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Async sequences

Available from Swift 5.5

Paul Hudson      @twostraws

SE-0298 introduced the ability to loop over asynchronous sequences of values using a new AsyncSequence protocol. This is helpful for places when you want to process values in a sequence as they become available rather than precomputing them all at once – perhaps because they take time to calculate, or because they aren’t available yet.

Using AsyncSequence is almost identical to using Sequence, with the exception that your types should conform to AsyncSequence and AsyncIterator, and your next() method should be marked async. When it comes time for your sequence to end, make sure you send back nil from next(), just as with Sequence.

For example, we could make a DoubleGenerator sequence that starts from 1 and doubles its number every time it’s called:

struct DoubleGenerator: AsyncSequence {
    typealias Element = Int

    struct AsyncIterator: AsyncIteratorProtocol {
        var current = 1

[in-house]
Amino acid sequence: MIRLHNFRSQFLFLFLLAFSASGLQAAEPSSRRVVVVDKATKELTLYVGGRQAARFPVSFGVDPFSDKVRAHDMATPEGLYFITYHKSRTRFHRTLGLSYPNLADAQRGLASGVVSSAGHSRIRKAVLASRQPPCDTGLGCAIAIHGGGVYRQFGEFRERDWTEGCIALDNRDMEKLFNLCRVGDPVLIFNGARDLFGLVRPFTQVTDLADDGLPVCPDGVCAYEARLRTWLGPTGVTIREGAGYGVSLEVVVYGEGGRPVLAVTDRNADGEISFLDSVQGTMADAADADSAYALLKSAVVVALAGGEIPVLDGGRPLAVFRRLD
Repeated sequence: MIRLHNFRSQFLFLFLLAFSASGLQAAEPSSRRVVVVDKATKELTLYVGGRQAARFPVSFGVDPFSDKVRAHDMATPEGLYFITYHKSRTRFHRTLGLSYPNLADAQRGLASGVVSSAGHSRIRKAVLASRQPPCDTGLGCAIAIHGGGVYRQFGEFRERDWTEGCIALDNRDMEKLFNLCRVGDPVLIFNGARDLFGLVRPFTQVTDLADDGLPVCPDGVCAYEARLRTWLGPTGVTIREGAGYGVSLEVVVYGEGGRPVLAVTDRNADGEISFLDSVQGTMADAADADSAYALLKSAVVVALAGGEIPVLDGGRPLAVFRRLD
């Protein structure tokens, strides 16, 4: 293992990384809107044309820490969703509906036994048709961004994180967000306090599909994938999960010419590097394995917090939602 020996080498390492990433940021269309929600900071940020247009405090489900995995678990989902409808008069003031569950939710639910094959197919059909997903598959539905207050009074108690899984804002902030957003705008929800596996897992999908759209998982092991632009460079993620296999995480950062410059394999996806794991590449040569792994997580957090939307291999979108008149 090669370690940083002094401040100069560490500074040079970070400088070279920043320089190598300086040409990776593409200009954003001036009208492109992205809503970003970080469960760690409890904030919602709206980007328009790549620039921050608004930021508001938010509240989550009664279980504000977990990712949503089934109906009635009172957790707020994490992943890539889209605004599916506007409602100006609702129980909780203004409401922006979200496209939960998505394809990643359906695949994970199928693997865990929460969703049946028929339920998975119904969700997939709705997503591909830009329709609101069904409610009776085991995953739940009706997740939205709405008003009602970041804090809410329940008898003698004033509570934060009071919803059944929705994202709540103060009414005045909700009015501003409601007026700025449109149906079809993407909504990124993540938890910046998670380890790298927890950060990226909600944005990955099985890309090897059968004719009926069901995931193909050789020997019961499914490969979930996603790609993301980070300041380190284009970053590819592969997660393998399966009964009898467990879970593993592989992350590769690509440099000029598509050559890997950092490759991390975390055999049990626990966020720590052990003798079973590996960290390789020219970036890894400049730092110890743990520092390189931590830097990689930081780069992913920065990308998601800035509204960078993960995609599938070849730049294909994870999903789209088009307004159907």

mutating func next() async -> Int? {
            defer { current &*= 2 }

            if current < 0 {
                return nil
            } else {
                return current

    func makeAsyncIterator() -> AsyncIterator {

Tip: If you just remove “async” from everywhere it appears in that code, you have a valid Sequence doing exactly the same thing – that’s how similar these two are.

Once you have your asynchronous sequence, you can loop over its values by using for await in an async context, like this:

func printAllDoubles() async {
    for await number in DoubleGenerator() {

The AsyncSequence protocol also provides default implementations of a variety of common methods, such as map(), compactMap(), allSatisfy(), and more. For example, we could check whether our generator outputs a specific number like this:

func containsExactNumber() async {
    let doubles = DoubleGenerator()
    let match = await doubles.contains(16_777_216)

Again, you need to be in an async context to use this.

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